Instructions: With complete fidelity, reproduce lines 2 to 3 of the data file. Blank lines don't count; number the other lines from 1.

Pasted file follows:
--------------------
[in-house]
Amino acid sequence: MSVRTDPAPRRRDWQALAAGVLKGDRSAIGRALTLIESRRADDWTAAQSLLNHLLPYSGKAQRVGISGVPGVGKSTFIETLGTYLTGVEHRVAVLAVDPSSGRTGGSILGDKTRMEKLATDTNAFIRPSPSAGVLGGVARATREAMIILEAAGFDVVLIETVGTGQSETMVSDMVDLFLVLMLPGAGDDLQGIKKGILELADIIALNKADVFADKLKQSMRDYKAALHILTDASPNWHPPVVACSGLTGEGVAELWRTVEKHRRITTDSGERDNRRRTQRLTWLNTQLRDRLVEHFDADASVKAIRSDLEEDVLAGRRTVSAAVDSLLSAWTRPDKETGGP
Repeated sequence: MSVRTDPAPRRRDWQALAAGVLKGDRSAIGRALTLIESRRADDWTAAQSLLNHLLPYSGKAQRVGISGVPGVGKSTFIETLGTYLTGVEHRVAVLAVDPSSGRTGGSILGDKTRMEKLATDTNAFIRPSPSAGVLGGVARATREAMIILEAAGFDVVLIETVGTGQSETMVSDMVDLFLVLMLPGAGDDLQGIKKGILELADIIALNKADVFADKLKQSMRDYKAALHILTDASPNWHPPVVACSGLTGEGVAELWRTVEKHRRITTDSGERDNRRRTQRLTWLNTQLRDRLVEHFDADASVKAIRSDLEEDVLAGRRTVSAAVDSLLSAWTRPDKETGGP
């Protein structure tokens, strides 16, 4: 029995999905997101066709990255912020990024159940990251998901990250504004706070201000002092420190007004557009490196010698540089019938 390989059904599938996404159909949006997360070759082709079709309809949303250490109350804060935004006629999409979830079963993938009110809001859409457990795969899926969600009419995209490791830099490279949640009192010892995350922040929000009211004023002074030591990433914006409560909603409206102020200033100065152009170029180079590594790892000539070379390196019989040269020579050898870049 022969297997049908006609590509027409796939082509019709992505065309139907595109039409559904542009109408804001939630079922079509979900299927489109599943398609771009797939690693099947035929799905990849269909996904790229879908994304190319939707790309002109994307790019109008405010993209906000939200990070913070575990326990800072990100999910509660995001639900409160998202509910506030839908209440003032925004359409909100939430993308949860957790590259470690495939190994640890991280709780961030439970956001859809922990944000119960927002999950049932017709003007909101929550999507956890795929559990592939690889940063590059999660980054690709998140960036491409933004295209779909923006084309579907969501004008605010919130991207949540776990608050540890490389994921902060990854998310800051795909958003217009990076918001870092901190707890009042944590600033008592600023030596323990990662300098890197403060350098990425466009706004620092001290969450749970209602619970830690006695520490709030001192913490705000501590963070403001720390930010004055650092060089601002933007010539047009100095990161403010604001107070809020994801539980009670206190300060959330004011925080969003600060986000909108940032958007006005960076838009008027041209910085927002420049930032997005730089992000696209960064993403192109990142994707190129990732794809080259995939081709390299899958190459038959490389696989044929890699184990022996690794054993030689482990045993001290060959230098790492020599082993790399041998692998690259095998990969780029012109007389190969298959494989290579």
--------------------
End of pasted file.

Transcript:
Amino acid sequence: MSVRTDPAPRRRDWQALAAGVLKGDRSAIGRALTLIESRRADDWTAAQSLLNHLLPYSGKAQRVGISGVPGVGKSTFIETLGTYLTGVEHRVAVLAVDPSSGRTGGSILGDKTRMEKLATDTNAFIRPSPSAGVLGGVARATREAMIILEAAGFDVVLIETVGTGQSETMVSDMVDLFLVLMLPGAGDDLQGIKKGILELADIIALNKADVFADKLKQSMRDYKAALHILTDASPNWHPPVVACSGLTGEGVAELWRTVEKHRRITTDSGERDNRRRTQRLTWLNTQLRDRLVEHFDADASVKAIRSDLEEDVLAGRRTVSAAVDSLLSAWTRPDKETGGP
Repeated sequence: MSVRTDPAPRRRDWQALAAGVLKGDRSAIGRALTLIESRRADDWTAAQSLLNHLLPYSGKAQRVGISGVPGVGKSTFIETLGTYLTGVEHRVAVLAVDPSSGRTGGSILGDKTRMEKLATDTNAFIRPSPSAGVLGGVARATREAMIILEAAGFDVVLIETVGTGQSETMVSDMVDLFLVLMLPGAGDDLQGIKKGILELADIIALNKADVFADKLKQSMRDYKAALHILTDASPNWHPPVVACSGLTGEGVAELWRTVEKHRRITTDSGERDNRRRTQRLTWLNTQLRDRLVEHFDADASVKAIRSDLEEDVLAGRRTVSAAVDSLLSAWTRPDKETGGP